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Book Review: The Writing Revolution

As students come to the table with less and less reading and writing facility, educators provide less and less guidance.  It’s a perfect storm.  We know that we’ve been on the wrong track in terms of how we approach writing instruction. Authors Judith Hochman and Natalie Wexler have given us a path to ameliorate this problem. 

The Writing Revolution (TWR henceforth) is a regimented system of explicitly teaching writing.  Focal points are expository writing, sentence structure, and grammatical concepts.  TWR goes against the conventional wisdom in education, where the five paragraph essay is frowned upon.  Our chaotic approach to teaching writing is especially ill-suited to students who don’t come to the table with much in the way of writing ability.  TWR is the 180 degree opposite of the free-spirit approach to writing, and instead embraces formulas, granular writing tips, and structured outlines. Published in 2017, TWR also has time-tested, plain-old good writing advice. 

Writing about Content 

We often ask students merely to write about their personal experiences and opinions.  This represents a “wasted opportunity to boost their learning” (11).  Students’ writing lacks substance when they are spinning their own wheels on an essay that asks  only for their opinion.  We may try our best to coach them, but an adolescent does not do his or her best writing by spitballing from their random musings.  

The solution, according to TWR, is to ensure that students write about content.  In this way, we give students more substance to their writing while also teaching them the relevant content.  We show them the relationship between learning content and writing.  This is how subjects other than English can integrate TWR methods as well.  The writing strategies work hand in glove with the content students learn. 

The Methods

TWR provides concrete steps to construct sentences and paragraphs and uses grammar terminology to describe these steps.  Appositives will help students vary their sentence structure; coordinating and subordinating conjunctions and sentences stems (such as but, so, because, although, etc.) add complexity to the students’ written expression.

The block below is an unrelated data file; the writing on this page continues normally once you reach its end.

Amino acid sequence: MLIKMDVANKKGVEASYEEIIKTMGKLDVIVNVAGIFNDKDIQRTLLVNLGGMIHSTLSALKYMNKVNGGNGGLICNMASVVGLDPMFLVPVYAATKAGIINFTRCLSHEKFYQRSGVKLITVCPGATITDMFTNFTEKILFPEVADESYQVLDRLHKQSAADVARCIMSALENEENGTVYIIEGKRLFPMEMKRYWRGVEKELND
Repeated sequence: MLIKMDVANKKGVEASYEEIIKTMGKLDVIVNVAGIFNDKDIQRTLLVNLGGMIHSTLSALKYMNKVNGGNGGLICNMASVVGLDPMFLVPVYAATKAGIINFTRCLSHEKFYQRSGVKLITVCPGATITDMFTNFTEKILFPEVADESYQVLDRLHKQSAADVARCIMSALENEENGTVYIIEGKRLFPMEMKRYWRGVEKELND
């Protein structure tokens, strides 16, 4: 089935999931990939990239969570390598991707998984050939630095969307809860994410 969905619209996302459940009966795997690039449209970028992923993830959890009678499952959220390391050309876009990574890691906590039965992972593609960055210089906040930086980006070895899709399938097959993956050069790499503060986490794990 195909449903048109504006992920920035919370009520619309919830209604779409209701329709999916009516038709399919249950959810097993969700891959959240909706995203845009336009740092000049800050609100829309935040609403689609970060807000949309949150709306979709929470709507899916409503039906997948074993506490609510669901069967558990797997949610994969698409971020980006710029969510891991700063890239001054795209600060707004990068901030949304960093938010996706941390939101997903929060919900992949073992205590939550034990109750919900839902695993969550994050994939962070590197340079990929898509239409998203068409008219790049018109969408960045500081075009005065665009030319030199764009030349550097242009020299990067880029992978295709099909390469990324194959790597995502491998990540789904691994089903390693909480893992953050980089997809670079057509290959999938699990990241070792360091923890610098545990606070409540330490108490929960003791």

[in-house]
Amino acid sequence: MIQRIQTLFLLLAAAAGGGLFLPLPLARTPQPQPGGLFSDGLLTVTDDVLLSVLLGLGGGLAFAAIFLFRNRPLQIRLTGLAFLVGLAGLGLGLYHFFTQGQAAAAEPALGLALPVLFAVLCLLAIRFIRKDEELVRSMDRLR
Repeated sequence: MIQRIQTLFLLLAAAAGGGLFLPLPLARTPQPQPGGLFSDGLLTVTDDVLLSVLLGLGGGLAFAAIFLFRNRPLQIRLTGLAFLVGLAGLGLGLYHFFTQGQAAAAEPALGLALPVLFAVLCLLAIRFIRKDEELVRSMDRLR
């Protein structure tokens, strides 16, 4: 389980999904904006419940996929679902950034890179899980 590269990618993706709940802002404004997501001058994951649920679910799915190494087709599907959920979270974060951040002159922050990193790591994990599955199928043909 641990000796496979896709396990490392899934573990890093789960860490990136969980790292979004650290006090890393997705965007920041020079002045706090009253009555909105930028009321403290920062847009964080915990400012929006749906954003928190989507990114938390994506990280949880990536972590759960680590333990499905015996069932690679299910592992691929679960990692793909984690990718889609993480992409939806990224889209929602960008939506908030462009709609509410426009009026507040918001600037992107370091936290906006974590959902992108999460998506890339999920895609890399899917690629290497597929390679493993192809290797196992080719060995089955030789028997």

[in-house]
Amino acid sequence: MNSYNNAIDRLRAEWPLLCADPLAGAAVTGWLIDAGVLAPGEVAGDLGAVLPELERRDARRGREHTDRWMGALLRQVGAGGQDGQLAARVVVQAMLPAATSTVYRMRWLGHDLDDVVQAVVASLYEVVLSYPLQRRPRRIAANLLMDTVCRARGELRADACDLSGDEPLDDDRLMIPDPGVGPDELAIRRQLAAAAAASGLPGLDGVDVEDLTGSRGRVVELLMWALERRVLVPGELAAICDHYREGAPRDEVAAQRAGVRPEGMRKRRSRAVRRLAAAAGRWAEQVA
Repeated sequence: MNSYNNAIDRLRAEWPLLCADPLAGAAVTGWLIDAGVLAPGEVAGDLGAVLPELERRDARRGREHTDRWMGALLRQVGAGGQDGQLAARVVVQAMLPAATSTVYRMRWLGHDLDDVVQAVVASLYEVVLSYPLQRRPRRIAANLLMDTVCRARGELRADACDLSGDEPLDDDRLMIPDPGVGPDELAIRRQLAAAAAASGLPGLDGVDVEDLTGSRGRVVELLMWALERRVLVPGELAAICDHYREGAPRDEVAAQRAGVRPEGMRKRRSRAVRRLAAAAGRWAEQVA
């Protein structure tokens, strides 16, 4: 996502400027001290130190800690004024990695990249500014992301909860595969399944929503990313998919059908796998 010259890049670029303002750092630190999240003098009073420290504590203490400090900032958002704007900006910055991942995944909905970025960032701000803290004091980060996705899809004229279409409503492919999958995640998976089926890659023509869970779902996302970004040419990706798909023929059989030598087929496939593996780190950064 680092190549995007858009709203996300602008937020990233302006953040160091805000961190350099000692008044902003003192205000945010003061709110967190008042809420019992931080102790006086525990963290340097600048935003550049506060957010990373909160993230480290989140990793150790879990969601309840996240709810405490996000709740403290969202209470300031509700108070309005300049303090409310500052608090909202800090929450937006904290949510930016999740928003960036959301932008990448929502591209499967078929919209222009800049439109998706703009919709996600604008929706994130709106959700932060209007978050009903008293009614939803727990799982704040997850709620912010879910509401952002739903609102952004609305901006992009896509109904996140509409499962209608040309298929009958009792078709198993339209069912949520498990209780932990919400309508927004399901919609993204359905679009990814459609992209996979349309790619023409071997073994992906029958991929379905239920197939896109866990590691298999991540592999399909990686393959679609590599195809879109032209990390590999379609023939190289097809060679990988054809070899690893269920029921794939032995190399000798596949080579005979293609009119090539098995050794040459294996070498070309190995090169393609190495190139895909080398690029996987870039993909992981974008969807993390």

TWR refers to “level 1” and “level 2” students. In education, students are referred to as “tier 1” and “tier 2”; so we shall use the “level” terminology for now.  How to address students’ zone of proximal development is more relevant to their level rather than their grade, especially in the context of Title I schools, where there are frankly many learning deficits.  

Interestingly, TWR advises to avoid using grammar terminology such as “subordinating conjunction” or “dependent clause” with level 1 students.  This is sound advice.  Level 1 students are simply not ready for this grammar lingo quite yet, and so one’s time is better served to instead teaching them the relevant grammatical concept without necessarily using the technical names, such as “independent clause,” and so on.  Likewise, for level 1 students, TWR recommends avoiding the terms “subject” and “predicate” which they feel would only serve to confuse them.  As much as I personally relish using grammatical terms, I must concede that they are probably correct.  

Sentence Level Work 

One of the insights of the book is that we ask students to jump into essay writing, while neglecting the very basic instruction of how to write a sentence: 

“...a writer who can’t compose a decent sentence will never produce a decent essay–or event a decent paragraph” (10).  

“Sentence-level work” is an emphasis of the book.  In this view, we have too quickly shifted the focus to essays and meandering personal writing while neglecting the art of writing eloquent sentences.  This is not to say we shouldn’t teach essays, but rather not to put the cart before the horse. 

Sentence level work includes having students fix fragments and run on sentences.  Fragments can be attacked in isolated exercises and embedded in texts; in both cases students turn the fragment into a complete sentence. 

Run-ons likewise can be addressed by giving students examples and asking them to fix the run-on sentences.  For example, the teacher can suggest that students replace “and” with a period mark if necessary.  Any English teacher knows that run-on sentences are a stubborn problem. 

Hochman and Wexler further recommend that students are taught the different types of sentences: interrogative, exclamatory, imperative, and declarative.  Teachers can in turn use these sentence types to have students write about the content in various disciplines.